“This experience was cleansing and it taught me to dig deeper or at least deep enough to write more honestly.”
—Eartha H., Legal Assistant. New York, Fiction Fellow – Author of “Love Changes” (2013)
“This was my first workshop that the instructor allowed, suggested, and expected to have you write from your spirit, and it instantly worked for me.” —Miriam F., Paralegal, New York, Fiction Fellow
“I enjoyed the personal relationships that were formed. [Valcour ] was a wonderful venue. One of the best experiences in my life as a writer.”
—Sean A., Program Director, New York, Fiction Fellow – Author “Alphabet City Blues” (2019)
“I enjoyed discussing literature and the fellowship. This was the perfect retreat, and I believe that I worked with the best writers in the country.” —Maggie C., Teacher, New Orleans, Louisiana, Fiction Fellow – Author of “Celestial Blue Skies” (2015)
“The feedback from the faculty, the independent writing, goal orientation [writing projects] getting to the breakthrough… it was great and on point because the fiction and nonfiction groups met together for class and received personal feedback from the genre specialist. They were great.” —Elaine F., Consultant, Albany, New York, Memoir Fellow
“The best part of the workshop was the community of writers (my peers) with whom I had the privilege of interacting during all times of the day and night….” —Sergio R., Los Angeles, Fiction Fellow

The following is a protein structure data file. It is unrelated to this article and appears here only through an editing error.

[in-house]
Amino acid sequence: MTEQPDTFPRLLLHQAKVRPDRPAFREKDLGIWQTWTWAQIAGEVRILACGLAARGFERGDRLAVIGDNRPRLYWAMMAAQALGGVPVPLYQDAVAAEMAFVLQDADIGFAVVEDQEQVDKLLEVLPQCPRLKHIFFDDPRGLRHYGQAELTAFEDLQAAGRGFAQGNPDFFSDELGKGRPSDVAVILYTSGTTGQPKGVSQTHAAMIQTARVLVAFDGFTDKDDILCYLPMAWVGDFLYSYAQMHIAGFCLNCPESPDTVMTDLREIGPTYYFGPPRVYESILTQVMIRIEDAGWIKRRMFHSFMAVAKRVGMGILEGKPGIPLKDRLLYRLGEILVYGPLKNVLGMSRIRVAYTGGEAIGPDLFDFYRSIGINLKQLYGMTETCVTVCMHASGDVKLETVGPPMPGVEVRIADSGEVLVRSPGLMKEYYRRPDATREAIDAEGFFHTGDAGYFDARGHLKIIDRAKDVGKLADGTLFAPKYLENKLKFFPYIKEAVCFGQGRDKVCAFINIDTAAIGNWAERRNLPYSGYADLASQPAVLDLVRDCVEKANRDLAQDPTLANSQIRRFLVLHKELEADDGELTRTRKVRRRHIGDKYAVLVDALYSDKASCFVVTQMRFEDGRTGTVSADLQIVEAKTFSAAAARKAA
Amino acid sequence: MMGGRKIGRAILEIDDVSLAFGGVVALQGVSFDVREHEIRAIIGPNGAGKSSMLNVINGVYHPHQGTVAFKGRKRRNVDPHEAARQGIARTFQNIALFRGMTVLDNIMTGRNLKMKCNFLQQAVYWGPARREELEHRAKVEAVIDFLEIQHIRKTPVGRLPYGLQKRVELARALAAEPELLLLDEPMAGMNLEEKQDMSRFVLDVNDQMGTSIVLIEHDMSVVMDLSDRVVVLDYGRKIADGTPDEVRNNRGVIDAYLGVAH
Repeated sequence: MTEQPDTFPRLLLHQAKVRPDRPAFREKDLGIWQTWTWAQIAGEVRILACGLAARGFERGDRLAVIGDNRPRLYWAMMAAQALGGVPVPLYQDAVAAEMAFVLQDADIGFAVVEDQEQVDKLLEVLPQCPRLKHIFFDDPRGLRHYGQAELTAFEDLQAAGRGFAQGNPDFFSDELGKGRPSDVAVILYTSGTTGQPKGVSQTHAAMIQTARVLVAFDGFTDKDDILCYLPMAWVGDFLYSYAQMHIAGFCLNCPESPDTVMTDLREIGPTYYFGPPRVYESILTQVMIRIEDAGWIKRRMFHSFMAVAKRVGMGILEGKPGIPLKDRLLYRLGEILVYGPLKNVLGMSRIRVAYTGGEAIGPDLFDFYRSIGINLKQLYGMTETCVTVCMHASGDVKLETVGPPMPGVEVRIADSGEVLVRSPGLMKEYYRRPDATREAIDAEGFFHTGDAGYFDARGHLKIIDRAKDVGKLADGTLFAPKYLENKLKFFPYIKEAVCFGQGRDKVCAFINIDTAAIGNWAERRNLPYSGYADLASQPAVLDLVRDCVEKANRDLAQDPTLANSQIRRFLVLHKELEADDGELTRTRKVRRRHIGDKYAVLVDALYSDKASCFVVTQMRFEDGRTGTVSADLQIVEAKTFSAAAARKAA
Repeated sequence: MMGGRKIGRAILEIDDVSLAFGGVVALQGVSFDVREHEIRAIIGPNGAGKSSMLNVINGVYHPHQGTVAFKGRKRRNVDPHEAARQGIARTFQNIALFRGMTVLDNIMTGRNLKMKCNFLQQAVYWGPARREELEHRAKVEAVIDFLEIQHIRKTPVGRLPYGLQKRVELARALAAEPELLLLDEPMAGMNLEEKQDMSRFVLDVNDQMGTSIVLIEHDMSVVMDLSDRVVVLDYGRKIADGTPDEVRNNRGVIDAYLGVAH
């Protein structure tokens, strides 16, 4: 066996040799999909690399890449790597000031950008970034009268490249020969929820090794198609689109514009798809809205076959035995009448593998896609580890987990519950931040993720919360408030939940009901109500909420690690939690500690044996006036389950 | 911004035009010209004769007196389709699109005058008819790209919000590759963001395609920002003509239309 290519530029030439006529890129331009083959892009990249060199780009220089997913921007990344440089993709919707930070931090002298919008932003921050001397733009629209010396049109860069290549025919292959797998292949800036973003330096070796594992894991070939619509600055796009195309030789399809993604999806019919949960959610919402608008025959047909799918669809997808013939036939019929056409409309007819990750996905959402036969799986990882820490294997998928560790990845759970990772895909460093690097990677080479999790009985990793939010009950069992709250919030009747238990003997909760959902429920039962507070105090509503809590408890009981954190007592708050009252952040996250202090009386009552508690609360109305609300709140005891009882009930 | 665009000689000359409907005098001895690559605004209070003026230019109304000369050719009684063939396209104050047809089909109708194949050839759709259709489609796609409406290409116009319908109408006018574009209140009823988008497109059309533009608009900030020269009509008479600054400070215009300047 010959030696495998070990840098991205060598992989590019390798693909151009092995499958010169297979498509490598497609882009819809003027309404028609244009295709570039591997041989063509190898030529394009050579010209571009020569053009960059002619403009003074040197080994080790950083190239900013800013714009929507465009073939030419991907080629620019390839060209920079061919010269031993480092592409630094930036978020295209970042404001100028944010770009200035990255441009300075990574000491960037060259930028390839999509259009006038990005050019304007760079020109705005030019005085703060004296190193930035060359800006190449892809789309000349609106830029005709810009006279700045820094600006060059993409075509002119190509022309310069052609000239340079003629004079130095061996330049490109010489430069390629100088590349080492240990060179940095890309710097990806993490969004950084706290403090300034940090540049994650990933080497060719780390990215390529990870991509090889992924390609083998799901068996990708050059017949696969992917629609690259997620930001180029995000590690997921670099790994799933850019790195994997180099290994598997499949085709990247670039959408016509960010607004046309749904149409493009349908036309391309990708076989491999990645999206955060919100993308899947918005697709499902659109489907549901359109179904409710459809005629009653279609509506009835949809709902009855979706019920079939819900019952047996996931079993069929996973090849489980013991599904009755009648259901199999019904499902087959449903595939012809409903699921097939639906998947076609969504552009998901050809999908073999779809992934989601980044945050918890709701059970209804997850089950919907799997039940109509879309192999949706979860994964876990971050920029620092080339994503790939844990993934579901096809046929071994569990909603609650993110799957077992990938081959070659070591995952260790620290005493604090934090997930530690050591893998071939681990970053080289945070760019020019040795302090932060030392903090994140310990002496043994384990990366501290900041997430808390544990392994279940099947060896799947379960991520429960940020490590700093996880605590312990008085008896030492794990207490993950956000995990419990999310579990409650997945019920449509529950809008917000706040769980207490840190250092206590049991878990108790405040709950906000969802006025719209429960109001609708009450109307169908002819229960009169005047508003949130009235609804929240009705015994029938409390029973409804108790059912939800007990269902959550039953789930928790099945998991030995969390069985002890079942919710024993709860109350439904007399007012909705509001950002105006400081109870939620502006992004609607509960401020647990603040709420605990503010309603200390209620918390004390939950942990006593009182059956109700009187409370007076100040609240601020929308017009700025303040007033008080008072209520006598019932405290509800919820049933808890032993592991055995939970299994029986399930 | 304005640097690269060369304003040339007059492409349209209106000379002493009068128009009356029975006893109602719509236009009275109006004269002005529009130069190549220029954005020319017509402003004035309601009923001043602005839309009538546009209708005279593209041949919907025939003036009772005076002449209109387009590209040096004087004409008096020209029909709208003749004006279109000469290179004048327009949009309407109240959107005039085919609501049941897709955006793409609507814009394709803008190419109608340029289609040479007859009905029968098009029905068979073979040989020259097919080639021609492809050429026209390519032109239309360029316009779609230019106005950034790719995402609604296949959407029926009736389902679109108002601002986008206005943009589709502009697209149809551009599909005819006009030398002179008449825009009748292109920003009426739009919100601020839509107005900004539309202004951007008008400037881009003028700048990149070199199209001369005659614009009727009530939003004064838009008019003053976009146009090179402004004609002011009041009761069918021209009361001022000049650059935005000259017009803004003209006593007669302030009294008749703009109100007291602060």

“This was my first experience in a true writers’ workshop. And it was outstanding. Sharing my story with the instructor and my fellow participants has really helped me to see my work in a new light. And I got some great practical advice and ideas.” —Holly E., Journalism Professor, Columbia, Missouri, Fiction Fellow – Award Winning Short Story Writer
“The NCI Retreat was a fabulous experience… having the chance to be exclusively with other folks of color allowed for a certain kind of safety, idea development and freedom of expression that I have yet to encounter in non-POC workshop spaces. Strong relationships were generated with other writers who I now consider good friends and allies. In four days, we established networks to exchange and share our work; raising the workshop roof, if you will, to maintain the dialogue and run with it beyond the time constraints of the Retreat.” —Amalia A., Creative Writing Instructor, California, Poetry Fellow
“The Retreat was everything I hoped it would be! Our instructor gave us exercises and readings that made us seriously consider not only the craft of writing, but also our personal development as writers. And, when it was time to workshop, [Victor] explored each piece with great sensitivity…My classmates, too, impressed me with their insight and commitment to writing. From them, I learned how varied the contemporary fiction of writers of color can be…Overall, I am so glad that I was able to be a part of a workshop that truly respected what each individual writer wanted to accomplish.” —Rochelle S., Freelance Journalist, Georgia, Fiction Fellow – Co-editor of All About Skin: Short Fiction by Women of Color (Univ. of Wisconsin Press, 2014)